UI play questions beauty standards


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As with somber TV commercials featuring little kids with cancer or abused animals, serious topics are often presented to people in ways that provoke emotion. However, Role Models, part of the University of Iowa Theater Department’s Workshop Series, deals with similar severe issues concerning the apparent unrealistic beauty standards forced upon today’s society by taking a unique approach.

“I didn’t want audiences to think, ‘Oh, another drama about beauty or race or whatever,’” playwright Hiram Orozco said. “I wanted to take all of these different issues and make them funny so that an audience is engaged but also thinking.”

At 8 p.m. Friday and Saturday, Role Models will be performed in 172 Theater Building. The play is free, but audience members must get tickets at the door to secure a seat for the comedy.

UI senior and Role Models actor Matt Smith said approaching the issue of society’s beauty standards with a comedic edge is generally more effective for a young-adult audience.

“A lot of people don’t want to face these issues, but it’s something that a lot of college kids can relate to,” Smith said. “Comedy is a good way to shed light on problems people don’t usually want to deal with.”

While most people think of celebrities and models when imagining a perfect image, Orozco said experience gave him the basis for the play.

“A lot of people usually ask me if I’m anorexic and I’m like, ‘No, it’s in my genes. I eat a lot, I promise,’ ” Orozco said and laughed. “That kind of put the idea in the back of my head.”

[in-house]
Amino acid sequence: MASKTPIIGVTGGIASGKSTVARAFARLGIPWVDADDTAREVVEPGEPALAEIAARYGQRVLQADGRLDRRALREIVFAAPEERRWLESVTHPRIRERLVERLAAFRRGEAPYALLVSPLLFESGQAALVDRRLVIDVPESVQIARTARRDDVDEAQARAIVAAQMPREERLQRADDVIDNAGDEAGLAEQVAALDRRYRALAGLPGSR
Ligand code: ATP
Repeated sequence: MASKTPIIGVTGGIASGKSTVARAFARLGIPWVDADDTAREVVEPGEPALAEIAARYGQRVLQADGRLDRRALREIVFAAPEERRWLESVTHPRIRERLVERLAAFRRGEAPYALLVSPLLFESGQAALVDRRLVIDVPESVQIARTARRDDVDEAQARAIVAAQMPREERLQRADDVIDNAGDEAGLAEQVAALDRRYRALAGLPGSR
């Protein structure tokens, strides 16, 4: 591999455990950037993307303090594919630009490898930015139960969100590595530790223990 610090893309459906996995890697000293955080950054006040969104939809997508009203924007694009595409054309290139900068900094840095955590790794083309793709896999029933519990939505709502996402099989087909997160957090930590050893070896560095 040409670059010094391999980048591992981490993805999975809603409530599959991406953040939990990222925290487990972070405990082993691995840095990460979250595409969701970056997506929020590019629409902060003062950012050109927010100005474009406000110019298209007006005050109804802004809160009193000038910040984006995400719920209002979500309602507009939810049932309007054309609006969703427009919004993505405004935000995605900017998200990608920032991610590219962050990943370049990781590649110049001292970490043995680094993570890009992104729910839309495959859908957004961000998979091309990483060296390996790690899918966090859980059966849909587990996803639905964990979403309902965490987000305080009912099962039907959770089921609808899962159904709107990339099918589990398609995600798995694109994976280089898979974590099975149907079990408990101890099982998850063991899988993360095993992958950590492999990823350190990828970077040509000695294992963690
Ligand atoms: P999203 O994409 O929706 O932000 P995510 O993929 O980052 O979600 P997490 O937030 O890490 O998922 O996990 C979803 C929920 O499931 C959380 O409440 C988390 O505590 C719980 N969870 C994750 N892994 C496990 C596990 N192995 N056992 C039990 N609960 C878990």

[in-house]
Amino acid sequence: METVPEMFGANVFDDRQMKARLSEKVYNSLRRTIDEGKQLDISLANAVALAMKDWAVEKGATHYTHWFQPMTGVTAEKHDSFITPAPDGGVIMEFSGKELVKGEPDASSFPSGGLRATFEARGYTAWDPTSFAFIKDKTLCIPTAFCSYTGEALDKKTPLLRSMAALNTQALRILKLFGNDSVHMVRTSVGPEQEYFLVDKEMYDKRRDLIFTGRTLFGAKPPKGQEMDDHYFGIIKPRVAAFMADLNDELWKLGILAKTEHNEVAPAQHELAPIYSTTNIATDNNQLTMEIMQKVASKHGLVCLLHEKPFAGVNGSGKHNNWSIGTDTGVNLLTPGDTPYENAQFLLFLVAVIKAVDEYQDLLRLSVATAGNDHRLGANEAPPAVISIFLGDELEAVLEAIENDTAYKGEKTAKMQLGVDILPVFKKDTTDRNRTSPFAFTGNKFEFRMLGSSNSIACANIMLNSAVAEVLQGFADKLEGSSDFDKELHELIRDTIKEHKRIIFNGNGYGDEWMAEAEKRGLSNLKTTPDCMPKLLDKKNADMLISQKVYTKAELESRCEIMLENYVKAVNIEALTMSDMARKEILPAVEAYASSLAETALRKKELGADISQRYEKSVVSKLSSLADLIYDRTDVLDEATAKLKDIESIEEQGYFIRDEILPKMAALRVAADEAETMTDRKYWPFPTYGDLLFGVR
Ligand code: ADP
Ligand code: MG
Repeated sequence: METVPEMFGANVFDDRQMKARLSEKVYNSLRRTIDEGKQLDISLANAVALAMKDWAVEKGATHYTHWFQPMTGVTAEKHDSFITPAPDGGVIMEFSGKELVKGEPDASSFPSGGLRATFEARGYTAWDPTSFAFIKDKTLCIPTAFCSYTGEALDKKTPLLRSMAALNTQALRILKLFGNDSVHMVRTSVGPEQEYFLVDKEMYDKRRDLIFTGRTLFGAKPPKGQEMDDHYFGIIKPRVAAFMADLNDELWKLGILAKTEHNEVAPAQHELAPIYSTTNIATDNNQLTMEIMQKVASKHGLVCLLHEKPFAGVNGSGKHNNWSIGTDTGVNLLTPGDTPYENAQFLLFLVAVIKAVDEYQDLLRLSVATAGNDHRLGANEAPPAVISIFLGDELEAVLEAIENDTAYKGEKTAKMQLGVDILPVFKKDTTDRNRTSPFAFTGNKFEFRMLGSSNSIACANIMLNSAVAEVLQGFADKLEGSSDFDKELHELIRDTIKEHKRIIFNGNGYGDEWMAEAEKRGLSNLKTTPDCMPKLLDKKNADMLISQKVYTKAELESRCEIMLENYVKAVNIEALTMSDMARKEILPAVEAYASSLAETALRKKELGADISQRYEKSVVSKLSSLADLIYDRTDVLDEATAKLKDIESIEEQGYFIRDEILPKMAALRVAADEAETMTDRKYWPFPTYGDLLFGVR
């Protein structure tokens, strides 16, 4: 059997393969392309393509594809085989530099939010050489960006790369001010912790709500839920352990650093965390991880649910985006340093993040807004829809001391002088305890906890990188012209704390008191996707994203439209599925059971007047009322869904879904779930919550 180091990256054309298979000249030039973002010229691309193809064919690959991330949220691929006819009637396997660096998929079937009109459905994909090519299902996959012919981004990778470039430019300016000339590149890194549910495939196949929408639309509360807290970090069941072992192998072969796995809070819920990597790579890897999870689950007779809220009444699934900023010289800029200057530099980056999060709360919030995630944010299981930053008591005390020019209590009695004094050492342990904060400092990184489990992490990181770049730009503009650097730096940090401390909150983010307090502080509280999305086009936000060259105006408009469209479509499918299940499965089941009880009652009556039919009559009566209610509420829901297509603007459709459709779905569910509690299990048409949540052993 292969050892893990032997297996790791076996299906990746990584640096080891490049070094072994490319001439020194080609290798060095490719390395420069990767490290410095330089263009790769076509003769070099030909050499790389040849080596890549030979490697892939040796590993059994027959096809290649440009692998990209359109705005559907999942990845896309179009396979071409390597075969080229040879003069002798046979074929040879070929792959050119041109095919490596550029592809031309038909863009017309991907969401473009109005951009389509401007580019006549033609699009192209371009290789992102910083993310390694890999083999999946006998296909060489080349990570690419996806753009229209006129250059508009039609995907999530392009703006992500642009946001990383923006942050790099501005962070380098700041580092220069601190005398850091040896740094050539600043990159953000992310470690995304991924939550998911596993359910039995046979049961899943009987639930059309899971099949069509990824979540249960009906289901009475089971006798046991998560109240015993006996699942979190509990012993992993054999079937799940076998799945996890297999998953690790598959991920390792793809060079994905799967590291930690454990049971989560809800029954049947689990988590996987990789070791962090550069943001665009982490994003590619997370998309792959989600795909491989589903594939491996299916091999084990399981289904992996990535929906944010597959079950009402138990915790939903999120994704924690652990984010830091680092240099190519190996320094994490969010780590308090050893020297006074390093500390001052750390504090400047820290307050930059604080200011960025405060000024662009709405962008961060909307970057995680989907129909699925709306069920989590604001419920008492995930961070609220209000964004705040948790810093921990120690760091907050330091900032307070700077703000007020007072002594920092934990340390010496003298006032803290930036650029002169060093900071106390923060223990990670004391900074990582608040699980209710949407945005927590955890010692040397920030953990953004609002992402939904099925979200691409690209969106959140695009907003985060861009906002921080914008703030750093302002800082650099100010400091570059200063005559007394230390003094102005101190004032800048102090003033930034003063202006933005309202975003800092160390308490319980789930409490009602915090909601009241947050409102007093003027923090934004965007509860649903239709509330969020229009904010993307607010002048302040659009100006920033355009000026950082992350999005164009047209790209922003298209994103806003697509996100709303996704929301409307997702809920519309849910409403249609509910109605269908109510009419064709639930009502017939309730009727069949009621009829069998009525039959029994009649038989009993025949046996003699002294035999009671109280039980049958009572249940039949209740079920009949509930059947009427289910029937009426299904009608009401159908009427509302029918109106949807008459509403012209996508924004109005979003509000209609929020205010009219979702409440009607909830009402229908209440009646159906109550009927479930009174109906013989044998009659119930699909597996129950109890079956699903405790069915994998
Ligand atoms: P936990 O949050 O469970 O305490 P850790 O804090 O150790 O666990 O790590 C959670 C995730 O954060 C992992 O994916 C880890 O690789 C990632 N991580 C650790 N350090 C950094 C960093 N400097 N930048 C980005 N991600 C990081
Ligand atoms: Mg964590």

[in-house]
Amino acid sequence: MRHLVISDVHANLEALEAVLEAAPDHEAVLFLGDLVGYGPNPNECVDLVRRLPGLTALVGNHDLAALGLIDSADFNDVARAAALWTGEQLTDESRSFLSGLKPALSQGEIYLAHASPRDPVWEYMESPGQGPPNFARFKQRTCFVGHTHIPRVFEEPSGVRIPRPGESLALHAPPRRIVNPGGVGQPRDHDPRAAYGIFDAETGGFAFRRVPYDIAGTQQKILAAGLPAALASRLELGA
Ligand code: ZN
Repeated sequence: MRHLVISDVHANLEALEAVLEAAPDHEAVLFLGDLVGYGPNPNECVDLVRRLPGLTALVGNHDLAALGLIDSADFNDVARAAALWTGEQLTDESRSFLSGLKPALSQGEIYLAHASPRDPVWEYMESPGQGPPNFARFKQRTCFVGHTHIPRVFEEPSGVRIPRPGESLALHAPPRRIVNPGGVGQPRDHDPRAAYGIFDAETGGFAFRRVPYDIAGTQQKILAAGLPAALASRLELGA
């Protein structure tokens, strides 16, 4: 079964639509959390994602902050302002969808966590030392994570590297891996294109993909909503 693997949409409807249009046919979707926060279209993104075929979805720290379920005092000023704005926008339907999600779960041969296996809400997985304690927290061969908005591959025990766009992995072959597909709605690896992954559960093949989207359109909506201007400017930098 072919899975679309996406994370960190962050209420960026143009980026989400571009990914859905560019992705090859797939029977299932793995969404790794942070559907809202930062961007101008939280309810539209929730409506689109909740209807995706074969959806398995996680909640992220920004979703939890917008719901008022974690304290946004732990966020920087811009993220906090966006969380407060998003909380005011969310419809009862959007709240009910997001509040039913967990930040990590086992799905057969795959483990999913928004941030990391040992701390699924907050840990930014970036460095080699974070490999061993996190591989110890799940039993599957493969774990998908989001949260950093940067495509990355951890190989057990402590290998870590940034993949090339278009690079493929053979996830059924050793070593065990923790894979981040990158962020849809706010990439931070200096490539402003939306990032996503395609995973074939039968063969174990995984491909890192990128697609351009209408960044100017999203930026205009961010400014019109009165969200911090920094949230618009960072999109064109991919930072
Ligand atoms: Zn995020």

Although these awkward encounters were the spark for Role Models, Orozco said, there were more revelations in casual conversations with his friends. For example, he said, a friend once told him she wished she could just “cut off her fat,” a remark that really stuck with Orozco, inspiring him to challenge societys idea of “beautiful” and how it affects real people.

“Today, for sure, it’s skinny or thin,” said Hunter Menken, a UI freshman and actor. “For my character in the play, white is the generic view of beauty and I, personally, would change that to beauty is everywhere.”

This idea of loving oneself no matter what is precisely what Orozco said he wanted to capture through the Role Models. However, he doesn’t use the ordinary plot line an audience might expect in order to do so.

According to the playwright, nothing concrete necessarily happens in the play because it is a part of a trilogy, focused more on the political than emotional.

“Usually, you’d come in [to the play] feeling one way, and you’d come out feeling another way,” Orozco said. “With this play, you may come in thinking one way and then leave thinking another way.”

Role Models
When: 8 p.m. Friday and Saturday
Where: 172 Theater Building
Admission: Free

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